On June 21st, the day before June Mountain was set to open for summer operations, I received a text message from one of my avid snowboarding friends. When I checked it, it contained a link to June Mountain’s website with this message:
“June 21, 2012 MAMMOTH LAKES, CA – Rusty Gregory, Mammoth Mountain Ski Area Chairman and CEO, announced today the company will not operate June Mountain this summer and for the upcoming 2012-13 winter season.”
By the time I got home, the news was spreading like wildfire. Within 72 hours of the news there was a “Save June Mountain” Facebook page with hundreds of people watching, a petition on Change.org with signatures flying in, a rally/walk being held, and posters on poles as far as 300 miles away in Los Angeles. The first rally for June Mountain was held, families and supporters came out, and the whole town was deafened by the honking of horns in support – including local law enforcement, fire department, ambulances, delivery trucks, local businesses, Forest Service employees, and even Mammoth Mountain employees in company vehicles. The community that was being affected by this so-called business decision was obviously upset and up in arms.
To understand June, you must understand Mammoth. When Dave McCoy built the Mammoth Mountain Ski Area (MMSA) that is in existence today, there was no town of Mammoth Lakes. He set up a tow rope in 1942 and, after WWII and some donations, was able to acquire some “Weasels” (military amphibious vehicles) at an auction. He slowly built his “mammoth” of a resort from nothing, in the middle of nowhere. The town of Mammoth Lakes grew with it. The McCoy family is partially responsible for the local fire department, hospital, and schools including a community college, and many other developments in the area.
Mammoth Mountain, while still under the ownership of Dave McCoy, acquired June Mountain (approximately 20 miles north of Mammoth Lakes) in 1986. Dave had a dream of someday connecting the two mountains, but that was never realized. June was never really a financial success, but the locals loved it and the community of June Lake was growing around it just as Mammoth Lakes had with Mammoth Mountain. In January 1996, Intrawest Corporation and Mammoth Mountain Ski Area announced that 33% of Mammoth and June Mountain ski operations, as well as all of the developable real estate owned by MMSA, had been purchased by Intrawest Corporation. In 1998, Intrawest increased their partnership interest to 58%. In 2005 Dave sold the remaining majority ownership of Mammoth Mountain Ski Area (including June Mountain) to Starwood Capitol Group for $365 million and left Rusty Gregory in charge as CEO.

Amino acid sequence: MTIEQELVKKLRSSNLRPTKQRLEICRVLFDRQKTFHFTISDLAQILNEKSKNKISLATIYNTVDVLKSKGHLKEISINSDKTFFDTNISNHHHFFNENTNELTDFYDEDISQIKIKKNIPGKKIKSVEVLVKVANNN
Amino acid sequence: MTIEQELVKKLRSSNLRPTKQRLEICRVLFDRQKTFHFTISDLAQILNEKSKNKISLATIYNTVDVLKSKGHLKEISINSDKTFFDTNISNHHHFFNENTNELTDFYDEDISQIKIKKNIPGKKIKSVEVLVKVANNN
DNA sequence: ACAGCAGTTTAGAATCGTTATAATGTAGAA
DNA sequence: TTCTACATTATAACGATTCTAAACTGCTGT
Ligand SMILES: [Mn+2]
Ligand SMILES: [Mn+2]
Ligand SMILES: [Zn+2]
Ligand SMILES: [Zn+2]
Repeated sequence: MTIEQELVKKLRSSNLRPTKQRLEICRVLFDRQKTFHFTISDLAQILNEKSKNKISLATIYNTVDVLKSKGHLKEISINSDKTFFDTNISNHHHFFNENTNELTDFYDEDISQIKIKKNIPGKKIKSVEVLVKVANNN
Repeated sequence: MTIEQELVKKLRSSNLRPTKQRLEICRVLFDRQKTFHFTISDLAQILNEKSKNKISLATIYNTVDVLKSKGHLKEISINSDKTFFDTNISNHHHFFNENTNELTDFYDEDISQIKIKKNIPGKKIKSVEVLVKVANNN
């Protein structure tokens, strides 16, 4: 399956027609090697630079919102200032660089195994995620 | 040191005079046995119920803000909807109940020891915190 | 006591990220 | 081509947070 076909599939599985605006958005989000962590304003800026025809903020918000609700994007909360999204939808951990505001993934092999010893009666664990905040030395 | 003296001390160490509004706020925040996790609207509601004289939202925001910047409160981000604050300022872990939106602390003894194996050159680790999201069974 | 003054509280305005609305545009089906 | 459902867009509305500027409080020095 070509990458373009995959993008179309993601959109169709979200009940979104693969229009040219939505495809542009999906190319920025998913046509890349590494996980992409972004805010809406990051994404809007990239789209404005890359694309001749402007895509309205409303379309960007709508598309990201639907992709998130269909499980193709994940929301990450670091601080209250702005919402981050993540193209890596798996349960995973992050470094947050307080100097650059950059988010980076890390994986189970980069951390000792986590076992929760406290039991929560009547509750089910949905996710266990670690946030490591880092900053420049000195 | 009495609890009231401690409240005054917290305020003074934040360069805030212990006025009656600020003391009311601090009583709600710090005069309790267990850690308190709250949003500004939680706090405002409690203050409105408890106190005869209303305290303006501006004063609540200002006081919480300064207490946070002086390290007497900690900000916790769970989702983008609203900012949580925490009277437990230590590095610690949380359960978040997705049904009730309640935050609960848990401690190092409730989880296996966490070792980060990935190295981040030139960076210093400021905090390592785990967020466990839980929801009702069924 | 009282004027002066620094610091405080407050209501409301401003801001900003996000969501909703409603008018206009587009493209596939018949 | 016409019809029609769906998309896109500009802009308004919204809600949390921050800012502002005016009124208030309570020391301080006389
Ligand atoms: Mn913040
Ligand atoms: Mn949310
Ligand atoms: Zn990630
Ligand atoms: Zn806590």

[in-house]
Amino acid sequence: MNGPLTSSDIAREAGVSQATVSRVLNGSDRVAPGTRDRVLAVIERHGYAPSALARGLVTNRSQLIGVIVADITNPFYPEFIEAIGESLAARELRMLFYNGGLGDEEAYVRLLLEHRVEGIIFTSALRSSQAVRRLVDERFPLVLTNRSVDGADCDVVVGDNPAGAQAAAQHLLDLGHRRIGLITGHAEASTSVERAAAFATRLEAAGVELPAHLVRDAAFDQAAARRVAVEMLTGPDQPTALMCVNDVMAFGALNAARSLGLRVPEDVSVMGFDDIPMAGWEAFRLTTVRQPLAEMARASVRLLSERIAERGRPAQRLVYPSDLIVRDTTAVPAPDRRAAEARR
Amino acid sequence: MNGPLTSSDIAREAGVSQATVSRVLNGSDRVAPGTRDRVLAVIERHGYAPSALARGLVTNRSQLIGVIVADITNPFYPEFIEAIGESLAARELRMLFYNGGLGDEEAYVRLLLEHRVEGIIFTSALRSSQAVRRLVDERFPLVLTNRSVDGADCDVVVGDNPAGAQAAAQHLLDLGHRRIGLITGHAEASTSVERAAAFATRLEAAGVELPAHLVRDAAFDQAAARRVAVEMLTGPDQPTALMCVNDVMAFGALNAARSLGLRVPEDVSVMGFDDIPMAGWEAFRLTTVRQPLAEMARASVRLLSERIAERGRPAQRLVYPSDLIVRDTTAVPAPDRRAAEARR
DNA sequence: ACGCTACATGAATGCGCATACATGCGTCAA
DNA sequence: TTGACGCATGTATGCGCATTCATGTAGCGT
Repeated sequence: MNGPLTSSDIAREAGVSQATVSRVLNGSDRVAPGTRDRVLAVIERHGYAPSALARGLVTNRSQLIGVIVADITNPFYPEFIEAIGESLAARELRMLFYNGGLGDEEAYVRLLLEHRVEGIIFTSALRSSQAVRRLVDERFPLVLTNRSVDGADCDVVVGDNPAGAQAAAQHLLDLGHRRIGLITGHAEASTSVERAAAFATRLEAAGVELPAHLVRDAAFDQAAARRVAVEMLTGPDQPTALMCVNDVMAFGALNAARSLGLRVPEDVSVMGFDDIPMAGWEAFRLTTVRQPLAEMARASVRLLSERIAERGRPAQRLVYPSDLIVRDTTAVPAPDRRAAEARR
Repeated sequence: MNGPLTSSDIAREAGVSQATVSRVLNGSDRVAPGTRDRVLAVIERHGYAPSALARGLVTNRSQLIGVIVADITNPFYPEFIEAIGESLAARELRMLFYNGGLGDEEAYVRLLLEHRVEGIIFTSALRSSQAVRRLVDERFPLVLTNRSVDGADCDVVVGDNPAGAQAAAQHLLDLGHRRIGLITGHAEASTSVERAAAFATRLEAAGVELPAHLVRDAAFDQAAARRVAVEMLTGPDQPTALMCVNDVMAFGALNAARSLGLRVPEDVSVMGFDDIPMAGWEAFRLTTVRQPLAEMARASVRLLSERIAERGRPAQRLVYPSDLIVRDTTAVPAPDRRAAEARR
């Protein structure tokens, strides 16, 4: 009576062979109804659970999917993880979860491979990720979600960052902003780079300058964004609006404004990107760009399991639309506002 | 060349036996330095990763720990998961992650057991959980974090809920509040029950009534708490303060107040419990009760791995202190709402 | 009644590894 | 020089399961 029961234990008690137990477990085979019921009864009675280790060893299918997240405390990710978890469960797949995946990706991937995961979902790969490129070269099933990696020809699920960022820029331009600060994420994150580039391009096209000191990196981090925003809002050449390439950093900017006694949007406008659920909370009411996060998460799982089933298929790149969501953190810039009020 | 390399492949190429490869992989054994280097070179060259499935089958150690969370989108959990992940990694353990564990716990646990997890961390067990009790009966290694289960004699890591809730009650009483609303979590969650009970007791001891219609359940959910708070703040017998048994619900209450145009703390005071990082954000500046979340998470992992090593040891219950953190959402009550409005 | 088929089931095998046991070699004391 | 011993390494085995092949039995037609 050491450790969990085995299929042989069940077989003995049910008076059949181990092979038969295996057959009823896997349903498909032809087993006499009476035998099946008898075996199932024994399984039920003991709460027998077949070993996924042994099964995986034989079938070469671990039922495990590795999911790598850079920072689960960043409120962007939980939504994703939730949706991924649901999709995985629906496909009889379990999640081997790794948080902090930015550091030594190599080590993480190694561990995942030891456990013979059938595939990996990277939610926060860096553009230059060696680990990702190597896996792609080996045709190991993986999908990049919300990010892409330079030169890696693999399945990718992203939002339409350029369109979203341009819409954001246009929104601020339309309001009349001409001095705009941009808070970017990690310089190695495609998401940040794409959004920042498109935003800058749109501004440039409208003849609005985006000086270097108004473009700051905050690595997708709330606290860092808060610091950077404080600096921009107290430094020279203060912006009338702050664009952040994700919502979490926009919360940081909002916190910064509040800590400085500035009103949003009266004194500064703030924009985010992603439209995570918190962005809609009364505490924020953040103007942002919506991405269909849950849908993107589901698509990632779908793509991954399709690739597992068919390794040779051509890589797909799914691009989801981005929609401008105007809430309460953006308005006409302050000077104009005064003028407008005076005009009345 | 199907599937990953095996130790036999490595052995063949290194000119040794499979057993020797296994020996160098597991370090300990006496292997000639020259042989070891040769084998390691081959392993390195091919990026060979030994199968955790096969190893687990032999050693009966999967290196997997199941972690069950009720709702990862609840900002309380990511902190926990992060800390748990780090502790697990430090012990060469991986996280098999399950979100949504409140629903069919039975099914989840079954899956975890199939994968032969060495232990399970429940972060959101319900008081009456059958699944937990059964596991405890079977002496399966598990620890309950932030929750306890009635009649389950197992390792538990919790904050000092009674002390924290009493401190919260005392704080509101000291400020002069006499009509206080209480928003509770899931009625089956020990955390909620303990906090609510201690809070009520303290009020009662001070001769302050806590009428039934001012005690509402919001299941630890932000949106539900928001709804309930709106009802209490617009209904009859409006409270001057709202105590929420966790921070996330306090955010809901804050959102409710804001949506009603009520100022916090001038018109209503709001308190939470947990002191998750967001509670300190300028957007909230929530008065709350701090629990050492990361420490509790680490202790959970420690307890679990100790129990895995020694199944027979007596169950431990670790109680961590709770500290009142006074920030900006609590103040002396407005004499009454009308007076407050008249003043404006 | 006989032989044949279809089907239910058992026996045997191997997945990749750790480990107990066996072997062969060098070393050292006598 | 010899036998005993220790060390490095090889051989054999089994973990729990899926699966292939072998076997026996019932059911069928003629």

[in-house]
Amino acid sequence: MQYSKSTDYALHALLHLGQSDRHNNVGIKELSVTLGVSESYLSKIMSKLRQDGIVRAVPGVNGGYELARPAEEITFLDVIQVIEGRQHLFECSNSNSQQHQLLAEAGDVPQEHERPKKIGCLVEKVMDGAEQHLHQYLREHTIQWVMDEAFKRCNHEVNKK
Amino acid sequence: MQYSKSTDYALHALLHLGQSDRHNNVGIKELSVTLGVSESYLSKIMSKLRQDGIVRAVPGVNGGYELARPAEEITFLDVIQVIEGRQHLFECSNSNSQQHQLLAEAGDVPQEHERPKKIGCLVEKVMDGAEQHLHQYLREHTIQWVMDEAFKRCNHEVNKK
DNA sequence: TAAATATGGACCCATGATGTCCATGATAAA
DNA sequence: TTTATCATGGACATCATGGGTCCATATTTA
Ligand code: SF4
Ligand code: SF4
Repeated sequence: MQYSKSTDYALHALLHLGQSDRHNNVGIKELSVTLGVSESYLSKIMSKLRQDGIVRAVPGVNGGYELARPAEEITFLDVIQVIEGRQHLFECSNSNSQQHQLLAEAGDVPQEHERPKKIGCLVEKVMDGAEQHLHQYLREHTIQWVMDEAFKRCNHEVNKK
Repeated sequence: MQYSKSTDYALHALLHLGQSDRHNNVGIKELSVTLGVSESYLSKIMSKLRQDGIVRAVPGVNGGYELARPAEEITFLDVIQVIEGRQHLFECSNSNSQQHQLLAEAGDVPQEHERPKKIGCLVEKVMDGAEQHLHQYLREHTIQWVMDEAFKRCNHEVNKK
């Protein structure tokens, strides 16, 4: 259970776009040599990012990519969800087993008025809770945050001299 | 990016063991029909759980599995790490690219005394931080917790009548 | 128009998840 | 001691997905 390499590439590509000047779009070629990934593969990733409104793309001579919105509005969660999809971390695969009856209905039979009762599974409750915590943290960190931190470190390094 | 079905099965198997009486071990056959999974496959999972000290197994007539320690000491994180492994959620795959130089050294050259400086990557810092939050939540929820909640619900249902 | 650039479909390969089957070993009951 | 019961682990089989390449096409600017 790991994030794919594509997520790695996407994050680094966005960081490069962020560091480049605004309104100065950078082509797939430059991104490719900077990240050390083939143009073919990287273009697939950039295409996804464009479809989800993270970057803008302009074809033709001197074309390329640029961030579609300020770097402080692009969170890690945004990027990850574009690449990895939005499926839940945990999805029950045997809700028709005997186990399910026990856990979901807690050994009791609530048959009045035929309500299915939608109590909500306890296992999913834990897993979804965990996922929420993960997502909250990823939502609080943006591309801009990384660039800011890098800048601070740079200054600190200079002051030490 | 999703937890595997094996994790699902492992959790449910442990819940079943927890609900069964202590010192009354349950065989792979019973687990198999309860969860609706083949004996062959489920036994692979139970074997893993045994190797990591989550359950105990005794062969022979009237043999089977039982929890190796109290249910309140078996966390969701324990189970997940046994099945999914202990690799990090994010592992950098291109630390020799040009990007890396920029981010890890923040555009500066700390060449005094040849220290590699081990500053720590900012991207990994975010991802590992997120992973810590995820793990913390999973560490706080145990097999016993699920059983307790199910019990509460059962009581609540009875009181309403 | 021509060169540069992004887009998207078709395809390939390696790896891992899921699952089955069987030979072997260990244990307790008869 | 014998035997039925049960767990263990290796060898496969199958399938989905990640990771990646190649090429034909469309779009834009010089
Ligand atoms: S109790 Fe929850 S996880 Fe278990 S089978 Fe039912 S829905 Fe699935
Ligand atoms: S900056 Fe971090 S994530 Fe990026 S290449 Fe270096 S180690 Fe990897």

Since then, numerous “mom and pop” shops have been torn down and turned into a parking lot, a huge Westin hotel, and the empty eyesore called “The Village”. The income that is coming into town is no longer up for grabs in a stable, fair, and healthy economy. The economic balance has shifted to everything MMSA. If a person comes into town, they can book their entire trip (ticket, rental, lodging, lessons, meals, retail) with Mammoth and chances are that the local businesses and the town of Mammoth Lakes will see very little, if any, of that money. Intrawest attempted to develop some real estate at the base of June Mountain known as the “Rodeo Grounds,” but was successfully shut down by the local community. Since June Lake defeated the development, it still has that diverse, stable, fair, and healthy economy. Now that June Mountain is closed, everyone is forced to go to Mammoth, and the chances of MMSA getting more of every visitor’s dollar is that much higher since the only MMSA-related business in June Lake is June Mountain.